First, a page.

The Hakkari Governor’s Office said on Thursday that a police officer was suspended as part of an investigation into an incident of villagers allegedly tortured by police in the Şemdinli district of the province.
According to the Habertürk daily, the governor’s office said a police officer was suspended over a “strong suspicion” of his involvement in torturing the villagers after victims filed complaints with the Şemdinli Public Prosecutor’s Office.
The Hakkari Governor’s Office also rejected claims in the national media that police officers tortured several villagers in Şemdinli but added that “necessary steps will be taken against the security personnel if any evidence of their involvement in torture is found.”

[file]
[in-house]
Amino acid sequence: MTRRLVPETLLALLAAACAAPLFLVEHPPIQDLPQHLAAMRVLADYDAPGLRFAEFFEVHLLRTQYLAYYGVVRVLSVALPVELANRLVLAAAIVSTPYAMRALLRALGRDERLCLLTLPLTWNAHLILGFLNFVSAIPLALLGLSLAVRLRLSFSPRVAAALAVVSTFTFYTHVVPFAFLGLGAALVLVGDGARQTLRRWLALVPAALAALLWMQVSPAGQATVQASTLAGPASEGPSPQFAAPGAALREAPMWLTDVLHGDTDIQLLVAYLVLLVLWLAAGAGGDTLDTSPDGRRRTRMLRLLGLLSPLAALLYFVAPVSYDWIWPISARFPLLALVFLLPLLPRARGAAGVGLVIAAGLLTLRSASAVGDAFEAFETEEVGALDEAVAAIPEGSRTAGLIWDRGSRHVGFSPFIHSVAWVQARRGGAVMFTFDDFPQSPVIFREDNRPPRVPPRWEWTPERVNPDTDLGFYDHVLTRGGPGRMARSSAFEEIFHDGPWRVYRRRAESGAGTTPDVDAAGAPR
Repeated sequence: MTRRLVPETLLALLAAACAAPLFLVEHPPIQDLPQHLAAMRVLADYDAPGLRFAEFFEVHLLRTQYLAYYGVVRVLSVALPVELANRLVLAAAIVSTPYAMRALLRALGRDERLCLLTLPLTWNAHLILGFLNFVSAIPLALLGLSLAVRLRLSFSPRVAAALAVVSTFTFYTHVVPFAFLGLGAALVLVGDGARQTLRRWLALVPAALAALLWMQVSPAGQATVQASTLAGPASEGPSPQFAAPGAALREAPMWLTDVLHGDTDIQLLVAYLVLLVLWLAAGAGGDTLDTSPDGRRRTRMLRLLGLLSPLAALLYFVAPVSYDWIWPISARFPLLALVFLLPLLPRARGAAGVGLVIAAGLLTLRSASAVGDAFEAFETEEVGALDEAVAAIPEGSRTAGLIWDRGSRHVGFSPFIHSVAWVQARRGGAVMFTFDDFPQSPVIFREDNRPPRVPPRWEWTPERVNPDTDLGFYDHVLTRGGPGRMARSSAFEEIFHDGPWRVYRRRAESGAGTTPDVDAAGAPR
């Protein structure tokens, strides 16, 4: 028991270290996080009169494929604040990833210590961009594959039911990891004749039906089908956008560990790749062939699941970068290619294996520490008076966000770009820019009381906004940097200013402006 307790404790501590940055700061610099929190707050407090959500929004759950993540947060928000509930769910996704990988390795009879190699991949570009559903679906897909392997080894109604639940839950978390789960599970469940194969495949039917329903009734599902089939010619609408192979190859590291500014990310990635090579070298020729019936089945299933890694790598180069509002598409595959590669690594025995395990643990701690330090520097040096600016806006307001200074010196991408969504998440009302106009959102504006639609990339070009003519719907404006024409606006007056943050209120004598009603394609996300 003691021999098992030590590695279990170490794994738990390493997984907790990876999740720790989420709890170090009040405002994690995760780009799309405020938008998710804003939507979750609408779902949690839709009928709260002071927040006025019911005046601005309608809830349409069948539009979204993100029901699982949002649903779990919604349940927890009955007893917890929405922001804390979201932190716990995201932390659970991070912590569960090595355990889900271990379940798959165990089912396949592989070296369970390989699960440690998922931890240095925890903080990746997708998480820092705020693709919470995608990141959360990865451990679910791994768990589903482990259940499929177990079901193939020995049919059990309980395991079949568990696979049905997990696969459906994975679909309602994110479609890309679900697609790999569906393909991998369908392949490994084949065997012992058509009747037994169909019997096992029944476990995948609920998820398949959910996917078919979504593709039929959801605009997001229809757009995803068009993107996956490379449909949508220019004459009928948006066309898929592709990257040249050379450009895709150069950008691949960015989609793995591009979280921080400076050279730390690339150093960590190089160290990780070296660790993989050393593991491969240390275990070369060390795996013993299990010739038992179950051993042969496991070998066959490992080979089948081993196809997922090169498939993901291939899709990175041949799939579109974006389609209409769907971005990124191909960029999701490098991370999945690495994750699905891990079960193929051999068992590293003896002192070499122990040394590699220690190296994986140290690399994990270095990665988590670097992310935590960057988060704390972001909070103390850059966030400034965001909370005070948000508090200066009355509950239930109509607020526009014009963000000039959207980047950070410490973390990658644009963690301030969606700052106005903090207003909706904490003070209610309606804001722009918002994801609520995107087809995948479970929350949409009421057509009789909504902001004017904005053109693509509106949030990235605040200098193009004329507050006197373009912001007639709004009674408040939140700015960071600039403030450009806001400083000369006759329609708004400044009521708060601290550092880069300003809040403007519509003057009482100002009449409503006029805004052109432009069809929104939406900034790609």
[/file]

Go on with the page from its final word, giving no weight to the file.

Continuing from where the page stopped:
Early on Thursday, Turkey’s General Directorate of Security denied torturing 36 villagers who were detained on July 5 as part of an operation by Turkish security forces against Kurdistan Workers’ Party (PKK) terrorists in a village in Hakkari’s Şemdinli district. Inspectors are still investigating the case.
The villagers were taken into custody after the operation on Sunday in the village of Altınsu in Şemdinli over their alleged links to the PKK. Twenty of the villagers were released on Monday morning, while 16 are still in custody at the district police department.
The Dihaber news agency, which published pictures of the villagers, claimed they were tortured while in custody. The report said more than 100 people, including women and children, were gathered and beaten in a square after their houses were raided and doors were broken at night.